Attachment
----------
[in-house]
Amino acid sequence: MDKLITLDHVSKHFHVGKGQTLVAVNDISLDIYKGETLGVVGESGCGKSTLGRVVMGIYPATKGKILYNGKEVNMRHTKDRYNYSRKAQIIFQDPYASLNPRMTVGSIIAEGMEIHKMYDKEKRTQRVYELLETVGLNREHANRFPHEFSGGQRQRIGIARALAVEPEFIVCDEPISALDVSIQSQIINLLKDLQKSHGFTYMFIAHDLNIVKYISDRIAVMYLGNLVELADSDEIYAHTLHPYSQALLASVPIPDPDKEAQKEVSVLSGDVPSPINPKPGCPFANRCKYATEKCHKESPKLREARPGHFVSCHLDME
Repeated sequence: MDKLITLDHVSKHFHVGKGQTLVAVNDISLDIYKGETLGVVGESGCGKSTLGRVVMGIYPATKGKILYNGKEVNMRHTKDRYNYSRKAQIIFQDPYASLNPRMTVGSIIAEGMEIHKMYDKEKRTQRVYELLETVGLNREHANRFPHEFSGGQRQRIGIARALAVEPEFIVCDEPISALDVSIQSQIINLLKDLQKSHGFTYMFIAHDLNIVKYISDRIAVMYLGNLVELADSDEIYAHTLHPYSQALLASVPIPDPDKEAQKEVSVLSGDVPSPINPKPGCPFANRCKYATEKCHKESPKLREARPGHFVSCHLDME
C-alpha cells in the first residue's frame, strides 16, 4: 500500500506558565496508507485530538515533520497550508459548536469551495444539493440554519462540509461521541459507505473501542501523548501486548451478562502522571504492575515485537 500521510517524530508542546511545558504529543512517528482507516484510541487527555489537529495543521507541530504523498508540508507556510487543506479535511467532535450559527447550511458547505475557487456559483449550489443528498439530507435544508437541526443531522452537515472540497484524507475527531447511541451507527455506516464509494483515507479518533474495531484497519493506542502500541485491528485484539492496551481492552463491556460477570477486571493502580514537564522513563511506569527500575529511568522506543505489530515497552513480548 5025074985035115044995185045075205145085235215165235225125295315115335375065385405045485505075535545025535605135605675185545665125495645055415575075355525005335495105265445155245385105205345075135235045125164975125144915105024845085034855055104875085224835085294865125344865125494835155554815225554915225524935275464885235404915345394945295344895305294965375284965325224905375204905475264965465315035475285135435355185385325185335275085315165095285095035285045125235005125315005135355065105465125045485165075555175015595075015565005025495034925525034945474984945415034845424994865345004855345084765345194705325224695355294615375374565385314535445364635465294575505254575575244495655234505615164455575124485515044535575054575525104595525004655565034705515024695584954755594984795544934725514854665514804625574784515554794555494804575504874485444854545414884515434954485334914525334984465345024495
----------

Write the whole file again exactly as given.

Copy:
[in-house]
Amino acid sequence: MDKLITLDHVSKHFHVGKGQTLVAVNDISLDIYKGETLGVVGESGCGKSTLGRVVMGIYPATKGKILYNGKEVNMRHTKDRYNYSRKAQIIFQDPYASLNPRMTVGSIIAEGMEIHKMYDKEKRTQRVYELLETVGLNREHANRFPHEFSGGQRQRIGIARALAVEPEFIVCDEPISALDVSIQSQIINLLKDLQKSHGFTYMFIAHDLNIVKYISDRIAVMYLGNLVELADSDEIYAHTLHPYSQALLASVPIPDPDKEAQKEVSVLSGDVPSPINPKPGCPFANRCKYATEKCHKESPKLREARPGHFVSCHLDME
Repeated sequence: MDKLITLDHVSKHFHVGKGQTLVAVNDISLDIYKGETLGVVGESGCGKSTLGRVVMGIYPATKGKILYNGKEVNMRHTKDRYNYSRKAQIIFQDPYASLNPRMTVGSIIAEGMEIHKMYDKEKRTQRVYELLETVGLNREHANRFPHEFSGGQRQRIGIARALAVEPEFIVCDEPISALDVSIQSQIINLLKDLQKSHGFTYMFIAHDLNIVKYISDRIAVMYLGNLVELADSDEIYAHTLHPYSQALLASVPIPDPDKEAQKEVSVLSGDVPSPINPKPGCPFANRCKYATEKCHKESPKLREARPGHFVSCHLDME
C-alpha cells in the first residue's frame, strides 16, 4: 500500500506558565496508507485530538515533520497550508459548536469551495444539493440554519462540509461521541459507505473501542501523548501486548451478562502522571504492575515485537 500521510517524530508542546511545558504529543512517528482507516484510541487527555489537529495543521507541530504523498508540508507556510487543506479535511467532535450559527447550511458547505475557487456559483449550489443528498439530507435544508437541526443531522452537515472540497484524507475527531447511541451507527455506516464509494483515507479518533474495531484497519493506542502500541485491528485484539492496551481492552463491556460477570477486571493502580514537564522513563511506569527500575529511568522506543505489530515497552513480548 5025074985035115044995185045075205145085235215165235225125295315115335375065385405045485505075535545025535605135605675185545665125495645055415575075355525005335495105265445155245385105205345075135235045125164975125144915105024845085034855055104875085224835085294865125344865125494835155554815225554915225524935275464885235404915345394945295344895305294965375284965325224905375204905475264965465315035475285135435355185385325185335275085315165095285095035285045125235005125315005135355065105465125045485165075555175015595075015565005025495034925525034945474984945415034845424994865345004855345084765345194705325224695355294615375374565385314535445364635465294575505254575575244495655234505615164455575124485515044535575054575525104595525004655565034705515024695584954755594984795544934725514854665514804625574784515554794555494804575504874485444854545414884515434954485334914525334984465345024495